City Manager T.C. Broadnax is aware of the permitting delays that have prevented hundreds of single-family homes from being built in Dallas over the last twelve months. He says he is not happy about it. “I’m generally not happy about anything,” he told members of the Dallas City Council’s Economic Development Committee at a briefing Monday.
The city has, however, effectively cleared a backlog of unprocessed single-family building permits that mounted during the COVID-19 pandemic, according to a memo shared with council members. The time it takes for staff to review those permits is improving. Per the memo from Dr. Eric A. Johnson, the city’s chief of economic development and neighborhood services:
The current estimated combined timeframe for conducting the first prescreen (1-2 business days) and first plan review of a single-family project is 4 weeks. That is an improvement from 15 weeks at the end of December 2020. Please recall that on October 30, 2020, there were 642 single family projects in the plan review stage. On March 31st, 2021, that number was down to 178. Of those, 159 projects were at 1-14 days (less than two weeks) and 19 projects were at 15-23 days.
“That process has, I think, leveled out, and will continue to improve,” Broadnax said. The process, in which city staffers vet and approve single-family residential building permits, appeared to break down after it was moved online in the early days of the pandemic last year. But problems with the system date back further. “It’s a culture and a systemic issue as it relates to how we go about doing business in Sustainable Development,” Broadnax said of communication breakdowns.
Those breakdowns have frustrated builders and city council members with the office charged with issuing these permits.
The city is making progress, the city manager said, just as neighboring cities did far earlier in the pandemic. (And they have benefited from the work that builders originally wanted to provide in Dallas, but couldn’t.) Third-party contractors were hired to help resolve the backlog in late January, according to the memo. The process for reviewing commercial building permits is taking about as long as it did prior to the pandemic, with no comparable backlog or delayed reviews. The problem seemed isolated in residential permits, but commercial processing could still stand to be faster as well. Plans are being reviewed, workflows evaluated, new software considered, staffing studied.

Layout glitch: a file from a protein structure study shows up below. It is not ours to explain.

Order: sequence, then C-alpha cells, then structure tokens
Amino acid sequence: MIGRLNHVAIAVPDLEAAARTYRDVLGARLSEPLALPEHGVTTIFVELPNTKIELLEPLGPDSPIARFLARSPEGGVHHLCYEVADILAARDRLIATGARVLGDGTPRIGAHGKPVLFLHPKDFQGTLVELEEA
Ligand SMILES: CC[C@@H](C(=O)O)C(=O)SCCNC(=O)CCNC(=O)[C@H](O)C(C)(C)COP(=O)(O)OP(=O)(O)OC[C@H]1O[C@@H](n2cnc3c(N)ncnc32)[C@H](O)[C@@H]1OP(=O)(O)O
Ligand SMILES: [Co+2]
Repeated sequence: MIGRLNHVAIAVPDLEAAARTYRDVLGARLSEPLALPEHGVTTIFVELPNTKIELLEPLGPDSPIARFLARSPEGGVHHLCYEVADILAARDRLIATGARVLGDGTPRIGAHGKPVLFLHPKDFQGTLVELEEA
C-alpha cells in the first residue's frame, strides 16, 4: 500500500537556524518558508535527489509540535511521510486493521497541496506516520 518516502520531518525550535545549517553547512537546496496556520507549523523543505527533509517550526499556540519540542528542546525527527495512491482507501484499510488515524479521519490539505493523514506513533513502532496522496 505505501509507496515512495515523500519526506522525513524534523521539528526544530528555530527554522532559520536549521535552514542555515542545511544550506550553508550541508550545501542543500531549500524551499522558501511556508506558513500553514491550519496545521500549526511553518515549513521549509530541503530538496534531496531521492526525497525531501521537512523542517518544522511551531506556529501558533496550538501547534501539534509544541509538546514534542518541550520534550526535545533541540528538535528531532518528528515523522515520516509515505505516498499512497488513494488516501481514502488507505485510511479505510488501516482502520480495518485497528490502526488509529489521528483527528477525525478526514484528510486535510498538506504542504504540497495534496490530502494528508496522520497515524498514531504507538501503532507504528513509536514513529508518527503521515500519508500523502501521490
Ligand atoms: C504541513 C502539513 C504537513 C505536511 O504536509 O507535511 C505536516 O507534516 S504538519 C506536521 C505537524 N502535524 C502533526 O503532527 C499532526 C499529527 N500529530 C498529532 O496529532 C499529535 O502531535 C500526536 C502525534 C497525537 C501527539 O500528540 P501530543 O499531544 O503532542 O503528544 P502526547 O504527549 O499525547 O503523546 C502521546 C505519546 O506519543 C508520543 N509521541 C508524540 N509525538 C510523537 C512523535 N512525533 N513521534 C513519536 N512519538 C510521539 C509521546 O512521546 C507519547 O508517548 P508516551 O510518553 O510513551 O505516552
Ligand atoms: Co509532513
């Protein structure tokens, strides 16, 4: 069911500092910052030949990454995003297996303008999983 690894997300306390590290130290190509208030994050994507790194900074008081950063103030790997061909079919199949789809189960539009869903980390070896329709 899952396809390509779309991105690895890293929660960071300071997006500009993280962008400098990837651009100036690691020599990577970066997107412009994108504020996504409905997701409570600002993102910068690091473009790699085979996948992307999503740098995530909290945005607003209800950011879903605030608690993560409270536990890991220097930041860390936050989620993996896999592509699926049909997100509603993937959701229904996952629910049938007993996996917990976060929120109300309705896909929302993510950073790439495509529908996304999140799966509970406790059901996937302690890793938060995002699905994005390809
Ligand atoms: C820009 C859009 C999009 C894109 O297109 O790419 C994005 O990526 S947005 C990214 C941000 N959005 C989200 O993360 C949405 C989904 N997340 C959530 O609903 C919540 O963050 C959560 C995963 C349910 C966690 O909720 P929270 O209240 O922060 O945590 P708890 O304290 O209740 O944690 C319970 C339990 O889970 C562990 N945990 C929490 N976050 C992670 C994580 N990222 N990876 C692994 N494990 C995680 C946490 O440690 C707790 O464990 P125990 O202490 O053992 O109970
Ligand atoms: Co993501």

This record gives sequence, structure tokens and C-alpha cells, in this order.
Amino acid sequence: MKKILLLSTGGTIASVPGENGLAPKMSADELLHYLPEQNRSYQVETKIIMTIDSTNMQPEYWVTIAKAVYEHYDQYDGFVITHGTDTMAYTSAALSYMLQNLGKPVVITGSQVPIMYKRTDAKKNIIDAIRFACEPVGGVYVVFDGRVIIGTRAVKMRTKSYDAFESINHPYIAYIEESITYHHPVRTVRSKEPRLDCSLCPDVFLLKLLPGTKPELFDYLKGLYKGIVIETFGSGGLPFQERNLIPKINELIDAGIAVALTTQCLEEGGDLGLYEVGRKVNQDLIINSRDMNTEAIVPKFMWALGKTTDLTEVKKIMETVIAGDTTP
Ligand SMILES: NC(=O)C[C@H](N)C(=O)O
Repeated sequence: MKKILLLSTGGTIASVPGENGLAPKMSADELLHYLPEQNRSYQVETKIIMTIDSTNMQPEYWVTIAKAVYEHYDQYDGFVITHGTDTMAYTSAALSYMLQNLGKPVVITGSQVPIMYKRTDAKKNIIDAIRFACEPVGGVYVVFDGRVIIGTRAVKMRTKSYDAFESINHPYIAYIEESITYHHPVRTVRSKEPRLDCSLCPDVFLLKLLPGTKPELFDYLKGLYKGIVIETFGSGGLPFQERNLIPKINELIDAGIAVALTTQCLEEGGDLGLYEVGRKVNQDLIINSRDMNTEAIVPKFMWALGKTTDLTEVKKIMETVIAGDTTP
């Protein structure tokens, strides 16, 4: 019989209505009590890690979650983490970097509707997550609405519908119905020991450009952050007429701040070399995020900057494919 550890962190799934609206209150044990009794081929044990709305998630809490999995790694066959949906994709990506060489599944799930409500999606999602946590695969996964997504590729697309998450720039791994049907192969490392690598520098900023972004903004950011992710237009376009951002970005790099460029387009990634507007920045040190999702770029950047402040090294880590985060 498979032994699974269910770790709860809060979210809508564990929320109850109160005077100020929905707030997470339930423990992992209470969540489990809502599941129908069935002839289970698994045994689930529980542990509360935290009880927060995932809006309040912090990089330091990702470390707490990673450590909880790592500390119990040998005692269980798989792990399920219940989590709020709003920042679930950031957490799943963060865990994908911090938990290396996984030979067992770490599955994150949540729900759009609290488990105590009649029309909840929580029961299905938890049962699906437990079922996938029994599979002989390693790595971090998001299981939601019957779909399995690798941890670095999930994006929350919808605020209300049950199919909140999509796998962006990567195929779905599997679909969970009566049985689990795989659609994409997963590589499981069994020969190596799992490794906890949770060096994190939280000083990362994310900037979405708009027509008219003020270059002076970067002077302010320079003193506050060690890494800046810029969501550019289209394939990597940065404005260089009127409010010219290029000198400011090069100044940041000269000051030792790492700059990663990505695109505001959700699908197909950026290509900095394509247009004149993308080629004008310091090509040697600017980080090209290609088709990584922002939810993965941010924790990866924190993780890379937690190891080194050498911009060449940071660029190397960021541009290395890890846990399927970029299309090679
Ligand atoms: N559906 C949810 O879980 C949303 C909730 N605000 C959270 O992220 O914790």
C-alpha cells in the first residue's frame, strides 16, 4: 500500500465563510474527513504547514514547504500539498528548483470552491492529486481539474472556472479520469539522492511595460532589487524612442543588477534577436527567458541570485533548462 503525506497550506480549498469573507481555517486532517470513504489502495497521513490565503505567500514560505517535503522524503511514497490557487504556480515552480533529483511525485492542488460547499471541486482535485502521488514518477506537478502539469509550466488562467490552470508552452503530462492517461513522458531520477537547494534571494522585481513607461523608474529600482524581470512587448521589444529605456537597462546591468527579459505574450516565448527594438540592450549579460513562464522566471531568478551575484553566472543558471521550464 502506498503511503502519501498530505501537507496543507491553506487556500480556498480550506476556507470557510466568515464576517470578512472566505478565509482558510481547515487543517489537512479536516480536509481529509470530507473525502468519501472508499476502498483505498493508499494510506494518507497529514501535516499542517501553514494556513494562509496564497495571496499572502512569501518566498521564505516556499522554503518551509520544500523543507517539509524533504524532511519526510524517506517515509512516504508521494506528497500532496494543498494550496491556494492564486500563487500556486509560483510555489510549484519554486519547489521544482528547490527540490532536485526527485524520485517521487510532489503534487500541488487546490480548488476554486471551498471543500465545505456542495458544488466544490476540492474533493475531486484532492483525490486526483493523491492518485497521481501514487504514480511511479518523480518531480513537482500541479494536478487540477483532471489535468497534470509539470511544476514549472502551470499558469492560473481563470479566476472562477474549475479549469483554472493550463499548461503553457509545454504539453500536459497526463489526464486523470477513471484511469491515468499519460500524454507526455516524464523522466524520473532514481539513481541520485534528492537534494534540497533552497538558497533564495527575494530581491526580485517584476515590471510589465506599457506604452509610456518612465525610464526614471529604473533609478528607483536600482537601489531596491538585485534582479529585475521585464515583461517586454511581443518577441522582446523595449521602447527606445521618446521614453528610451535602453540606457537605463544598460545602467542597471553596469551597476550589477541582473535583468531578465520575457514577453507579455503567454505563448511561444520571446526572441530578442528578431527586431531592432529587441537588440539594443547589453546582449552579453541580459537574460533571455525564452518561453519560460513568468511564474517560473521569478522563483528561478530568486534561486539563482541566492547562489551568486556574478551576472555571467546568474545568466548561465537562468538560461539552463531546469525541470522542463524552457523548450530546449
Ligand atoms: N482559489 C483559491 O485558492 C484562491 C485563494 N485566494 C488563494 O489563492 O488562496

Several council members said, and Broadnax agreed, that the city’s approach to “customer service” could be better. Builders have complained that the city is not returning their calls. Broadnax told council members he’d heard of similar issues even outside the Sustainable Development and Construction Department. He said he has sometimes asked people to copy him on emails to make sure they get a response. “It shouldn’t take that to get somebody’s attention,” he said.
When a council member brought up a recent D Magazine piece calling on Broadnax—who we called “the most powerful man in Dallas”—to do something about all this, the city manager didn’t cop to reading it, but did appear to agree with the premise that he was responsible for fixing the permitting situation. “The people working to resolve [these] issues work for me,” he said, adding that “in many cases I may not have much to do with it, but it’s been on my radar.”
Broadnax said every city he’s worked in has had problems with its building permit process. In Dallas, the city is working on creating new standards “that are going to push us to be better.”
In other words, “stay tuned,” the city manager said. “We’re actively going to be bringing some things forward to the City Council that may show how we’re going to be doing things differently.”